What Andrew Young Should Have Said
Jim Prevor’s Perishable Pundit, August 21, 2006
Young resigned, in the uproar that ensued, after he was asked in an interview with a newspaper if he was concerned that Wal-Mart might drive small mom-and-pop stores out of business and force them to close. He replied as follows:
"Well, I think they should; they ran the ’mom and pop’ stores out of my neighborhood," the paper quoted Young as saying. "But you see, those are the people who have been overcharging us, selling us stale bread and bad meat and wilted vegetables. And they sold out and moved to Florida. I think they’ve ripped off our communities enough. First it was Jews, then it was Koreans and now it’s Arabs; very few black people own these stores."
Much attention has been paid to the obvious racism of these remarks. In uttering them, he reveals himself not to have been this great champion of human rights but more to have been a simple partisan for his own group. Knowing that he harbors this kind of animosity against other groups of people will, and should, permanently reduce his stature in the eyes of the world.
To me, however, the more interesting part of this story is the ignorance of both business and economics that the quote reveals.
And, of course, it is ignorance of both that is at the root of Wal-Mart’s many PR problems.
If Andrew Young wanted to tell the truth about Wal-Mart, this is what he would have said:
“Every time a way is developed to do things better, more efficiently, less expensively, offering better service or variety… anytime there is ever an improvement in commerce, those individuals that were doing things in another way get hurt.
So, when supermarkets rolled out across America, lots of little grocery stores, butchers, bakers and produce stands couldn’t compete. And when mighty department stores rolled across America, lots of little clothing stores couldn’t compete. And when people learned that they liked to shop in safe, air-conditioned, enclosed shopping malls, lots of main streets didn’t make it.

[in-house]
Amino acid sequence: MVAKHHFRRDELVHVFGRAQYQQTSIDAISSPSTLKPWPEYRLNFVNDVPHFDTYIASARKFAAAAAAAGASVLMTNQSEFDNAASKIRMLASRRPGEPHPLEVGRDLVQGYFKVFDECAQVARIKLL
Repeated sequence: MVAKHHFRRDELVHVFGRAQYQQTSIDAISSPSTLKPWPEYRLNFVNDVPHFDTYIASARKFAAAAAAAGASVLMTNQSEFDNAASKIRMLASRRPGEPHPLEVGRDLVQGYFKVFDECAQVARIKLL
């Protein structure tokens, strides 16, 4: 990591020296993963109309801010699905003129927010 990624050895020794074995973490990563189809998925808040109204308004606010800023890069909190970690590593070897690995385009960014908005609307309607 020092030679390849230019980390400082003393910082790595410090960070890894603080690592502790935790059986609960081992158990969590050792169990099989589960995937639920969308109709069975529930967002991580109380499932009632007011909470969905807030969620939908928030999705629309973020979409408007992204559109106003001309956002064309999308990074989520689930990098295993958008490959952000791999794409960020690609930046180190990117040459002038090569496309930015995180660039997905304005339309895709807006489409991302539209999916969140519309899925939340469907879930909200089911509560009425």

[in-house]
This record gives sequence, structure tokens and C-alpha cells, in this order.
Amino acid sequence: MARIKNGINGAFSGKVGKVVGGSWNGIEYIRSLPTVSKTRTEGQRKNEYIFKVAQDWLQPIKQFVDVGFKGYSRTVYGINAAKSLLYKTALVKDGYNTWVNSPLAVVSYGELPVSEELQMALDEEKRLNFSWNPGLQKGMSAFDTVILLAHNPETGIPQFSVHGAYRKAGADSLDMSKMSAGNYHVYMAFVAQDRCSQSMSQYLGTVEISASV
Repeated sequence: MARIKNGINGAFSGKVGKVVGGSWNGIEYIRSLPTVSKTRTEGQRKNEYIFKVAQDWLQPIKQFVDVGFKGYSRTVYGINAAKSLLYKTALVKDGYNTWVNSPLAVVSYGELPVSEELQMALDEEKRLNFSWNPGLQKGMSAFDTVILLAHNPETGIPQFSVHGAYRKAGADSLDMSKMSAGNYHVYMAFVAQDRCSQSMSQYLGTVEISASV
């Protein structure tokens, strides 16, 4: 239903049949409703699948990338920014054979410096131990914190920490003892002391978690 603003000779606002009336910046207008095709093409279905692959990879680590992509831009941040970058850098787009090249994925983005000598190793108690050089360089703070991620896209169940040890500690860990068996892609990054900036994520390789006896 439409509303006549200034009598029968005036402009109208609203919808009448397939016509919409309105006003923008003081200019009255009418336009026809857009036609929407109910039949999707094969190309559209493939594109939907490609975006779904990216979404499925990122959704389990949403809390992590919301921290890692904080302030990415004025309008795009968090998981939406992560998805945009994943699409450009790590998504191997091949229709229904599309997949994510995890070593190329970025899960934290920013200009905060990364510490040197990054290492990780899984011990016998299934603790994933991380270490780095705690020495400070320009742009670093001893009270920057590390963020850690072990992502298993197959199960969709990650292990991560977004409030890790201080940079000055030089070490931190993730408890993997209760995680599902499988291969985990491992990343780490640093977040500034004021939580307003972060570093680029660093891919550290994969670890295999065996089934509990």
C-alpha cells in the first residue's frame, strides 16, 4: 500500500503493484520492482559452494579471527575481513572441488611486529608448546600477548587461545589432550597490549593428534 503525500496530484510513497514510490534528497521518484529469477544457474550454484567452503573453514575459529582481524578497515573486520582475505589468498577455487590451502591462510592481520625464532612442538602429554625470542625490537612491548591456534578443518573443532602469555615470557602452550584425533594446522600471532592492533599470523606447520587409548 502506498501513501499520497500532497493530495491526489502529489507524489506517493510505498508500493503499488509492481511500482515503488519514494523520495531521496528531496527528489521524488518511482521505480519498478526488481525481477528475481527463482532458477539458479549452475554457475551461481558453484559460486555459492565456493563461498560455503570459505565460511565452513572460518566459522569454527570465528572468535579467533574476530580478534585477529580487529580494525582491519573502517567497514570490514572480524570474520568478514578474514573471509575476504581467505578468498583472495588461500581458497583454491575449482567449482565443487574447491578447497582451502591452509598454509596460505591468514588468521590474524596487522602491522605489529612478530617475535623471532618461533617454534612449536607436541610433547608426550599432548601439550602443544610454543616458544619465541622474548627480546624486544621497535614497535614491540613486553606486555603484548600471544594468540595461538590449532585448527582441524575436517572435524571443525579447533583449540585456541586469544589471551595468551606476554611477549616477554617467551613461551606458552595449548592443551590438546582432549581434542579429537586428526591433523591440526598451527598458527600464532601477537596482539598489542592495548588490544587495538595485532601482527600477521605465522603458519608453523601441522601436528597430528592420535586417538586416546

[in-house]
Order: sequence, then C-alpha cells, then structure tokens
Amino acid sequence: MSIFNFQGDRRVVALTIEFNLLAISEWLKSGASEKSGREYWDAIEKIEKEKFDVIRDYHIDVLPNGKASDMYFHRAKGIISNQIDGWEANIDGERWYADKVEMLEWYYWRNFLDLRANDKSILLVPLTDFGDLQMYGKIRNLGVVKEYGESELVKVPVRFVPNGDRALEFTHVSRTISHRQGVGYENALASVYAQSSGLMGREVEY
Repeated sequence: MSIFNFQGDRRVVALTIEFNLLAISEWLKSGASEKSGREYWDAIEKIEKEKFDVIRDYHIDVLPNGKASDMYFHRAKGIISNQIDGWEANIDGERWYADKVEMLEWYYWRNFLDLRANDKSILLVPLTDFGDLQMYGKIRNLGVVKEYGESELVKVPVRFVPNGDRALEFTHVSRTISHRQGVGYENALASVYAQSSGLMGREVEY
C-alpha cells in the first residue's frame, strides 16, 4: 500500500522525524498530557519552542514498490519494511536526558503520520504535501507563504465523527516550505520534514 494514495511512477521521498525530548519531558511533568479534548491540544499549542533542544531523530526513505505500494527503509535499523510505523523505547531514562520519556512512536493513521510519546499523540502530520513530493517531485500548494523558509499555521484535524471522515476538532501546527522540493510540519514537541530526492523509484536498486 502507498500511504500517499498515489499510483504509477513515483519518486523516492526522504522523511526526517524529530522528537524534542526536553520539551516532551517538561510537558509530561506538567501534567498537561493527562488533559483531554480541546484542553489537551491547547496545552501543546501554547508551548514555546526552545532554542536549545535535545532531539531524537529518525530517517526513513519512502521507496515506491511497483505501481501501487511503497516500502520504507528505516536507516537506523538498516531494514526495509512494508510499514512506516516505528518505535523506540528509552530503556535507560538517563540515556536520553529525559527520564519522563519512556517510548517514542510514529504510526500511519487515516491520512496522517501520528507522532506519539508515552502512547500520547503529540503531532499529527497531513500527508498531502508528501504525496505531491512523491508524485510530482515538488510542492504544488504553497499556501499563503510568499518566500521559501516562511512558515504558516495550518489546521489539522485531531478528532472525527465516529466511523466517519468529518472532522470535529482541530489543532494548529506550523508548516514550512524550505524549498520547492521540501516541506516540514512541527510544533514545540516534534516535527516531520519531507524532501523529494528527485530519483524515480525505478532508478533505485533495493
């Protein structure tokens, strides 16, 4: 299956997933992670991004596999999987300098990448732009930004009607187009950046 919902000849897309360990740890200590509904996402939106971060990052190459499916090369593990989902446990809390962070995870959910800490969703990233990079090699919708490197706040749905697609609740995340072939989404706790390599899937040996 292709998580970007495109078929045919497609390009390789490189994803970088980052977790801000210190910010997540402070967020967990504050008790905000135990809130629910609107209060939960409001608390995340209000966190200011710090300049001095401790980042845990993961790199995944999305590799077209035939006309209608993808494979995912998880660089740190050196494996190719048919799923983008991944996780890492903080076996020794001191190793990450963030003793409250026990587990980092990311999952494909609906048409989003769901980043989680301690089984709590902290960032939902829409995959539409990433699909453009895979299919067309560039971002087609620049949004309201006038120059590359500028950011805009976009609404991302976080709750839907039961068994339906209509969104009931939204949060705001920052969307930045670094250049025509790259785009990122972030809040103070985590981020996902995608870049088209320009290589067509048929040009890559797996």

More recently, many a hardware store couldn’t compete when a Home Depot or Lowes rolled into town, and many a toy store closed when Toys R’ Us came to town
Independent bookstores closed in the wake of Barnes and Noble, Borders and Books a Million, and who knows what businesses yet will close in the wake of Amazon.com and E-Bay?
But there is no political way to determine if it is better for consumers to buy books in little bookstores, in chain superstores or on-line. This is a decision best made by millions of people acting in their own self-interest.
Just because a Home Depot, a Barnes & Noble or Amazon.com… or for that matter a Whole Foods store… opens for business, this doesn’t force anyone to change their shopping habits. If they change, and they have, it is because they perceive a better value in the new alternative than in the old. It might be price, it might be selection, it might be convenience, service or some other attribute, known or unknown.
There are many things Wal-Mart offers to minority groups: One-stop shopping, which is a special value to a community that doesn’t have as many cars per household as more affluent ethnic groups. Facilities that are generally kept safe and well lit with security guards when shops in our own neighborhoods may be dangerous, and better prices, a crucial attribute to a community where money is not as plentiful as in other ethnic communities.
Of course it is sad if hard-working people lose their jobs or their businesses but, if Wal-Mart is offering a better deal, then people in our community will save money on their purchases. That extra money in every pocket is available to buy other things. That means that, in time, those small businesses will be replaced with other businesses.